Supply Lines: A real cliffhanger

Supply Lines

Spare a thought for Tim Reardon, the head of European Union exit at the Port of Dover, which is used by up to 10,000 trucks daily. 

He's at the heart of the biggest man-made supply-chain problem Britain has faced in decades: how to replicate the status quo — where lorries seamlessly flow off ferries and through his port — when the U.K. needs to impose customs controls on EU goods, as is the consequence of Brexit?

The iconic geography of Dover is part of the challenge. With sheer cliffs on one side and the English Channel on the other, there is no space for hundreds of vehicles to be parked to await a customs inspection, and any slight delay in the flow of traffic would cause miles-long queues.

The U.K.'s proposed answer is a so-called pre-lodgement model, where customs declarations are submitted electronically in advance, before a truck is allowed to enter the port and board a ferry.

How will the system work? A draft government plan seen exclusively by Bloomberg News gives some clues. Companies will have to obtain a valid reference number from a new and untested IT system before being permitted to send a truck to the port. Details of how this will be enforced are light.

'Much Work'

"There is much work still to do in order to define the physical processes and associated data flow for lorries moving between the U.K. and France," Reardon said. "The next few weeks and months will be busy."

Britain knows it is in a bind over its new customs checks with the EU. In light of the coronavirus pandemic and concerned about the readiness of businesses for the change, it has given traders a six-month grace period on complying with new red tape for EU imports. However, the EU has said it will impose full controls on exports from the U.K. as soon as it completes its split from the bloc, due on Jan. 1.

This means Reardon has plenty to be concerned about in the months ahead. If trucks wanting to travel to the EU try to cross to France after Brexit without the correct paperwork, they will be held up in Calais. Blockages in Calais quickly mean bottlenecks in Dover. And that is a sight the British government desperately wants to avoid.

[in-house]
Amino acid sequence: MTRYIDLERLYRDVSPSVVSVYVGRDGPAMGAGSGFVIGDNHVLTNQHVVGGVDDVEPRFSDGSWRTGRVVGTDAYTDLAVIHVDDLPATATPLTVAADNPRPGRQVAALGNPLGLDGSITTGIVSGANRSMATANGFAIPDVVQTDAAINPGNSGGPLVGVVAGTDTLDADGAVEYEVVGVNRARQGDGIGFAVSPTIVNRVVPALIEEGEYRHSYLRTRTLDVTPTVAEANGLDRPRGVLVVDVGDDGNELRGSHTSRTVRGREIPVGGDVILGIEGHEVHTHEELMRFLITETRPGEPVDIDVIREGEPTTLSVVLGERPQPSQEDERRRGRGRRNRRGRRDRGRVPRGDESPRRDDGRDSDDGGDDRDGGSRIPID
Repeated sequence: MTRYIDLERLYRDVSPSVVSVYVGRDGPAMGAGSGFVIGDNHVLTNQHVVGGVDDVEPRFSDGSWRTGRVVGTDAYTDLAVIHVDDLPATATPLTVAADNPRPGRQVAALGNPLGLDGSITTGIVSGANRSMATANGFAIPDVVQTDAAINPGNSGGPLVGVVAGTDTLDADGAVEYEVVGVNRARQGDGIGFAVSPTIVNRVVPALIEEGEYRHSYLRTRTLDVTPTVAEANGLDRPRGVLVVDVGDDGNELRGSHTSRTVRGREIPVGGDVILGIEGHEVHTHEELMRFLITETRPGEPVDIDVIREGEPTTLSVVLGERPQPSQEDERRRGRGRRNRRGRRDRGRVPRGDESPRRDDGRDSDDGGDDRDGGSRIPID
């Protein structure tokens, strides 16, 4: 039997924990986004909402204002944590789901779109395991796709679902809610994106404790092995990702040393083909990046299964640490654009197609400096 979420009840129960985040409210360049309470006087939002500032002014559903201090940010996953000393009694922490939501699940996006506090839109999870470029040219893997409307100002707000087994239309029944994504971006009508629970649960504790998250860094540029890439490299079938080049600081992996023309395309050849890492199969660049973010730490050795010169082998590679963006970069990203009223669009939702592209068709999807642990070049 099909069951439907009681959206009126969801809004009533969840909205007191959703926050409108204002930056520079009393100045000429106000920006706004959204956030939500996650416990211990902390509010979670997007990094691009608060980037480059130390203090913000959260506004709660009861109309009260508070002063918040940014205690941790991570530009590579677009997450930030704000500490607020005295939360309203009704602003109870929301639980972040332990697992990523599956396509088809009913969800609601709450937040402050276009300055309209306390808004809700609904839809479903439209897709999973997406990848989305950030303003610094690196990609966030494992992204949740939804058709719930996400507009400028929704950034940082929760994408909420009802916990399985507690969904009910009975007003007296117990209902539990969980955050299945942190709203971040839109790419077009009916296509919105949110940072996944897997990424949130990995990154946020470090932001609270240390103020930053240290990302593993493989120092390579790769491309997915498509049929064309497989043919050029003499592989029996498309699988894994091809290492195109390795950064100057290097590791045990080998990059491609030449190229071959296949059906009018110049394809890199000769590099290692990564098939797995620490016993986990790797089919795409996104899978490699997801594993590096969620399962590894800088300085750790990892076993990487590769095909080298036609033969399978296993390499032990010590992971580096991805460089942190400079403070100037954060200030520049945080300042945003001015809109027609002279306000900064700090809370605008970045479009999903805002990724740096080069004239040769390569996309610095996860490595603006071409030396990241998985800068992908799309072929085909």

It's also what road hauliers and others in the logistics world fear, as it would spell a hit to their profits and unhappy drivers. Plus, it would disrupt an essential artery in Britain's supply chain, risking perishable goods such as fresh fruit and vegetables headed to British or EU supermarkets.

"We need clarity, and we need clarity fast," said Rod McKenzie, managing director of policy and public affairs at the Road Haulage Association. "There are so many gaps, so many unknowns."

Joe Mayes in London

Charted Territory


European leaders talk of shortening supply chains and curbing China's "Belt and Road" plan. But on the ground, companies find they are in no position to cut ties with the Chinese.

Today's Must Reads

  • Phase-one watch | China's purchases of U.S. goods increased last month as the economy continued its recovery from the coronavirus shutdowns, but imports are still far behind the pace needed to meet the terms of the "phase one" trade deal.
  • Licensed to sell | The Trump administration made it harder to export sensitive American technology to Hong Kong, escalating pressure on China as lawmakers in Beijing prepared to hand down a national security law that limits the former British colony's autonomy.
  • Farm pressure | The U.K. will set up a new commission to inform its post-Brexit agricultural policy, bowing to pressure from British farmers and potentially complicating trade negotiations with the U.S.
  • Diversifying sources | A souring relationship with Australia and iron-ore supply shocks in Brazil may reignite China's ambitions to reduce its dependence on major overseas producers for the material critical to its giant steel industry.
  • Long-running dispute | The Japanese government blocked South Korea's initial request for a World Trade Organization dispute inquiry into Tokyo's export-license restrictions on electronics components.
  • Standoff fallout | Imports from China have been piling up at Indian ports pending government clearances, causing concern that a recent border standoff between the two nations could have an economic fallout that will disrupt supply chains.

On the Bloomberg Terminal

  • Stealing shine | Palladium-supply disruptions, such as mine closures to curb the Covid-19 pandemic, could keep the market in a deficit and cushion the virus-price downside risk, Bloomberg Intelligence writes.
  • Easing pain | As a lack of last-mile credit availability may further deepen the economic recession, governments and central banks across most Asian markets are trying to incentivize banks to lend and lower borrowing costs for cash-strapped small and medium-sized enterprises.
  • Use the AHOY function to track global commodities trade flows.
  • Click HERE for automated stories about supply chains.
  • See BNEF for BloombergNEF's analysis of clean energy, advanced transport, digital industry, innovative materials, and commodities.
  • Click VRUS on the terminal for news and data on the coronavirus and here for maps and charts.

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